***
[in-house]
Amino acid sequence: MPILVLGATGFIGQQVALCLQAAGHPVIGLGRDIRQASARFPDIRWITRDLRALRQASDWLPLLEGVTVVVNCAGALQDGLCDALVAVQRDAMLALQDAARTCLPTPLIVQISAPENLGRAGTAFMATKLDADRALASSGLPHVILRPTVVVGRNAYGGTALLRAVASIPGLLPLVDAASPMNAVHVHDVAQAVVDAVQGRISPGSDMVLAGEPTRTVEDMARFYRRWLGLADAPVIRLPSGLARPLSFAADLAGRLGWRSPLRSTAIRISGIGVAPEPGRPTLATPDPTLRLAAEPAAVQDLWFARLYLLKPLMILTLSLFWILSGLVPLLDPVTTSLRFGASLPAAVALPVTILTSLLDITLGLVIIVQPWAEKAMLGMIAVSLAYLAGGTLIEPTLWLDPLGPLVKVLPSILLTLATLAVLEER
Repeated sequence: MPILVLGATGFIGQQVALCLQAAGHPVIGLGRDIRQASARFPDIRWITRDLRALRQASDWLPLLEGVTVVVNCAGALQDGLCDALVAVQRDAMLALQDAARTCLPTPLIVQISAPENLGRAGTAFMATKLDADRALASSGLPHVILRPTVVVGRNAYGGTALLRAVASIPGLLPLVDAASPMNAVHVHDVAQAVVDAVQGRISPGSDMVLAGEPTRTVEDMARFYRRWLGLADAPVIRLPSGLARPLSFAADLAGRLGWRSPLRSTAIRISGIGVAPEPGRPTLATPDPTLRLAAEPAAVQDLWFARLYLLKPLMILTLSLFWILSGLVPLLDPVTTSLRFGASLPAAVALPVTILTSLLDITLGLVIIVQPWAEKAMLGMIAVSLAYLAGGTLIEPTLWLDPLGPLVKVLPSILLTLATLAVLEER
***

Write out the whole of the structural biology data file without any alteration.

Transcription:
[in-house]
Amino acid sequence: MPILVLGATGFIGQQVALCLQAAGHPVIGLGRDIRQASARFPDIRWITRDLRALRQASDWLPLLEGVTVVVNCAGALQDGLCDALVAVQRDAMLALQDAARTCLPTPLIVQISAPENLGRAGTAFMATKLDADRALASSGLPHVILRPTVVVGRNAYGGTALLRAVASIPGLLPLVDAASPMNAVHVHDVAQAVVDAVQGRISPGSDMVLAGEPTRTVEDMARFYRRWLGLADAPVIRLPSGLARPLSFAADLAGRLGWRSPLRSTAIRISGIGVAPEPGRPTLATPDPTLRLAAEPAAVQDLWFARLYLLKPLMILTLSLFWILSGLVPLLDPVTTSLRFGASLPAAVALPVTILTSLLDITLGLVIIVQPWAEKAMLGMIAVSLAYLAGGTLIEPTLWLDPLGPLVKVLPSILLTLATLAVLEER
Repeated sequence: MPILVLGATGFIGQQVALCLQAAGHPVIGLGRDIRQASARFPDIRWITRDLRALRQASDWLPLLEGVTVVVNCAGALQDGLCDALVAVQRDAMLALQDAARTCLPTPLIVQISAPENLGRAGTAFMATKLDADRALASSGLPHVILRPTVVVGRNAYGGTALLRAVASIPGLLPLVDAASPMNAVHVHDVAQAVVDAVQGRISPGSDMVLAGEPTRTVEDMARFYRRWLGLADAPVIRLPSGLARPLSFAADLAGRLGWRSPLRSTAIRISGIGVAPEPGRPTLATPDPTLRLAAEPAAVQDLWFARLYLLKPLMILTLSLFWILSGLVPLLDPVTTSLRFGASLPAAVALPVTILTSLLDITLGLVIIVQPWAEKAMLGMIAVSLAYLAGGTLIEPTLWLDPLGPLVKVLPSILLTLATLAVLEER